I manage the inside of the house (cleaning, grocery shopping, meal planning and prep) and my husband manages the outside (trash/recycling out, leaves blown/raked, dog poop patrol (most of which our son "helps" with)).

    I run most of the errands and appointments but my husband absolutely will if I ask him to.

    A lot of the way we operate is a partnership, the foundation of which was set up when we were dating and in our early married years. I saw no reason why he should not contribute to our home and life 50%. It took a lot of work, willingness, and commitment on his part but we both believed that we are equal partners in what is right and wrong in our relationship. We negotiate through almost every hurdle together.

    I still do a fair amount of reminding but he takes that in stride and not that I am nagging him. He gets that he needs to be reminded and I get that he does and that if I want him to do things I sometimes must ask. I no longer take that as a personal affront but have learned that that is how he is wired. He never complains because he sees and knows how much I do to keep our family and home on point.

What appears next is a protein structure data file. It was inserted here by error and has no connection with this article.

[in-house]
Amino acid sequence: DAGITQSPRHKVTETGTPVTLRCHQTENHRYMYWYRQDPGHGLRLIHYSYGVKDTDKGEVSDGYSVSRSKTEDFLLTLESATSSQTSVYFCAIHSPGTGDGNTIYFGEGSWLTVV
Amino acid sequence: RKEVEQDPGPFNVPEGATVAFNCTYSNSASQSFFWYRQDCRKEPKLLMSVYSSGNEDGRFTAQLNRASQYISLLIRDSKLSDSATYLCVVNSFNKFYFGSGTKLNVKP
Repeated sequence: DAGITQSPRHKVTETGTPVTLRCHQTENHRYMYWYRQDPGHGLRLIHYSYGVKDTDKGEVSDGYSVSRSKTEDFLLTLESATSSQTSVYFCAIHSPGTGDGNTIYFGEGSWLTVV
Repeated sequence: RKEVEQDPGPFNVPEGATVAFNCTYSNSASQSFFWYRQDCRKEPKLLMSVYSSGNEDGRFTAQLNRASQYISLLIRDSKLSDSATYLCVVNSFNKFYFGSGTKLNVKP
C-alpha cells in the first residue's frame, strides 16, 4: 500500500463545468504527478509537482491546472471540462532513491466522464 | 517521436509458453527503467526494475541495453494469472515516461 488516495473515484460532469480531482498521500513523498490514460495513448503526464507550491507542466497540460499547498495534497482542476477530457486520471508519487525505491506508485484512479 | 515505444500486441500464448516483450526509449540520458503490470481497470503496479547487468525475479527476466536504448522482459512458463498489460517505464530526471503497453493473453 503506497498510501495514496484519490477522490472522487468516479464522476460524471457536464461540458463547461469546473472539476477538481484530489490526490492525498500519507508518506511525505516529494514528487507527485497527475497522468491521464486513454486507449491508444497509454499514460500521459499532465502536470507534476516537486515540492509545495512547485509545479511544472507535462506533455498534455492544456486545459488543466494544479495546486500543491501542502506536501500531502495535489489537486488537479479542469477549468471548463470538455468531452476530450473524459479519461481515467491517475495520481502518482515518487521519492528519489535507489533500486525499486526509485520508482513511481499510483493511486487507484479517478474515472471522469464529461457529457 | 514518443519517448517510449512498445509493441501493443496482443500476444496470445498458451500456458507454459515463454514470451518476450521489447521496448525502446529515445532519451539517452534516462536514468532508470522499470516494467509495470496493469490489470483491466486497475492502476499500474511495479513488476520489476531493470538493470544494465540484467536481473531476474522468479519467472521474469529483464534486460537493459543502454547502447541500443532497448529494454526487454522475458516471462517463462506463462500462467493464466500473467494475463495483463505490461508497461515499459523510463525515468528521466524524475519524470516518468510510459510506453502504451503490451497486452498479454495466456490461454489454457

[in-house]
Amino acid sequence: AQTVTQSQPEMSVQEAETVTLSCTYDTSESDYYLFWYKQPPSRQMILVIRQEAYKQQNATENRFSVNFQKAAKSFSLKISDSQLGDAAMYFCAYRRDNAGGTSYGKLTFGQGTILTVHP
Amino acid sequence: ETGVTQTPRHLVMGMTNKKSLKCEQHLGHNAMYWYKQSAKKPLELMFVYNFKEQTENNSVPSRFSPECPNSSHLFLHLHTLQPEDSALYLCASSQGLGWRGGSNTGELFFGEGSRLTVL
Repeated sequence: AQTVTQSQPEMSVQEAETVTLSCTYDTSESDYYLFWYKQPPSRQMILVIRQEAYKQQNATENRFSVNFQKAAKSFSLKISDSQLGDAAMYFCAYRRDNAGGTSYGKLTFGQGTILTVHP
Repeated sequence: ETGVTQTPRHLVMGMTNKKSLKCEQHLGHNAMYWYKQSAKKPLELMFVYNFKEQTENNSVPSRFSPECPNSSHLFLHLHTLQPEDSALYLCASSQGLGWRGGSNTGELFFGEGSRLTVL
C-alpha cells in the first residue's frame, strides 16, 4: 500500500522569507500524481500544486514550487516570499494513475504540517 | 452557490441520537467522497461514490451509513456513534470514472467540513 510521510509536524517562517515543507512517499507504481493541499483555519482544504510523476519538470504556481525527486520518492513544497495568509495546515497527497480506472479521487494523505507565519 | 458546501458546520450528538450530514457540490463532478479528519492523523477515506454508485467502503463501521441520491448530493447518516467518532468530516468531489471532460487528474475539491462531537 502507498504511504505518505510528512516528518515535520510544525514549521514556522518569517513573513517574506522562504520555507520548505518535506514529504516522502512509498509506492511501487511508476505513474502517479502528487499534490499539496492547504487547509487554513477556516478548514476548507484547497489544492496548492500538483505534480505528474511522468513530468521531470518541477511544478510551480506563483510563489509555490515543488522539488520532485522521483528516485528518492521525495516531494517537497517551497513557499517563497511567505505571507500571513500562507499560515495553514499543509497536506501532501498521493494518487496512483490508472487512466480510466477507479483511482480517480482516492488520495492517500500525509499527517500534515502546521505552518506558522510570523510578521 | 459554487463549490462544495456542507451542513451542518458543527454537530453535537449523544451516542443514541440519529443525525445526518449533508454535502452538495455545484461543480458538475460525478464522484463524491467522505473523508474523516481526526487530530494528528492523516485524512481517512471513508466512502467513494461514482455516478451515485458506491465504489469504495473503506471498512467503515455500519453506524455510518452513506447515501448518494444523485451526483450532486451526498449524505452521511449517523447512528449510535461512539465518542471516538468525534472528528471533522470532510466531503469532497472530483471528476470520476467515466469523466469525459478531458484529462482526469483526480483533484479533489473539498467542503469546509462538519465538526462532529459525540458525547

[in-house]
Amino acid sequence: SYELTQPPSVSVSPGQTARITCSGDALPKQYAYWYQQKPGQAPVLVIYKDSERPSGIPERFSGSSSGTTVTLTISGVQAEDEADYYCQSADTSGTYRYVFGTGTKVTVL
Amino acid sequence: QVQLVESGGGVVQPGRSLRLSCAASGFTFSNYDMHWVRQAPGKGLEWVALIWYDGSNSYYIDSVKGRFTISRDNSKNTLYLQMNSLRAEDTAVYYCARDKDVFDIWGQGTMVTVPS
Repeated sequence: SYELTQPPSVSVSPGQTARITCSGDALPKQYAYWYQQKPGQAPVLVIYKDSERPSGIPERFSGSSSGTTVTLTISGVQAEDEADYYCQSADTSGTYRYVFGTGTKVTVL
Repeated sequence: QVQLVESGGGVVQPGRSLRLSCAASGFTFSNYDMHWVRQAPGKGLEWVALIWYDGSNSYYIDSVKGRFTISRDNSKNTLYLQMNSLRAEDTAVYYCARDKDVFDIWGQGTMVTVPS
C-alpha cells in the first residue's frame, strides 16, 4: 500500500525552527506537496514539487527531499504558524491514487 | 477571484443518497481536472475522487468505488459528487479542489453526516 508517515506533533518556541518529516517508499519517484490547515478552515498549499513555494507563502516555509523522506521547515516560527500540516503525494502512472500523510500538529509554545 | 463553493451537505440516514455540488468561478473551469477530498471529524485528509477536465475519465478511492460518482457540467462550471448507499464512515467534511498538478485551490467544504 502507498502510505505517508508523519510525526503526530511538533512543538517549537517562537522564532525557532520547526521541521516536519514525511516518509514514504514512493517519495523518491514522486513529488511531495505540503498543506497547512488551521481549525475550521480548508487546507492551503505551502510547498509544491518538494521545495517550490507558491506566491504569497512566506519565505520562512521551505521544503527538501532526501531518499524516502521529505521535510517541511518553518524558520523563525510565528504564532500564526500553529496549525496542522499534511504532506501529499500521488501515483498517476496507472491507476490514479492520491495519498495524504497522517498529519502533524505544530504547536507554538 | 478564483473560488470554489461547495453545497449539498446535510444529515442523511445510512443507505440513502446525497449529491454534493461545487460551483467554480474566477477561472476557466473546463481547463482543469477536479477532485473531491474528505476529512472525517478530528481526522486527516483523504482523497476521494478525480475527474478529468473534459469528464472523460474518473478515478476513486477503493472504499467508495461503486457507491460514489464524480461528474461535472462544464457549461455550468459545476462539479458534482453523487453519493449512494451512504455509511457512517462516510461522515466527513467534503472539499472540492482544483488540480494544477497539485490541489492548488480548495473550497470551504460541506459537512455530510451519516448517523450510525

Good luck and sorry for the novella.

  2. We have gone through this as well. My husband who normally takes care of 50%+ of things suddenly was letting me take care of everything with the kiddos. I was the one up all night. I took them our to play. I always took them to the doctor. I always changed them, fed them, etc. I has been hard.

    A long talk with my husband (with me confiding to him that I feel overwhelmed and need more help on his part) led to him saying that he just "lets" me do things for the kids. He knows that I will do it if he waits long enough, so he does. I am not sure why, as he is so proactive in other areas.

    What works for us now is that I ask him if he will do x, y or z and then...I just have to let him do it. He may not get to feeding the kids as quickly as I would like (for example), but I know that the kids will not be hurt by this. I also have started just asking him to deal with a kid (or both) at night. He says he honestly doesn't hear them cry. His snoring is a testament to that!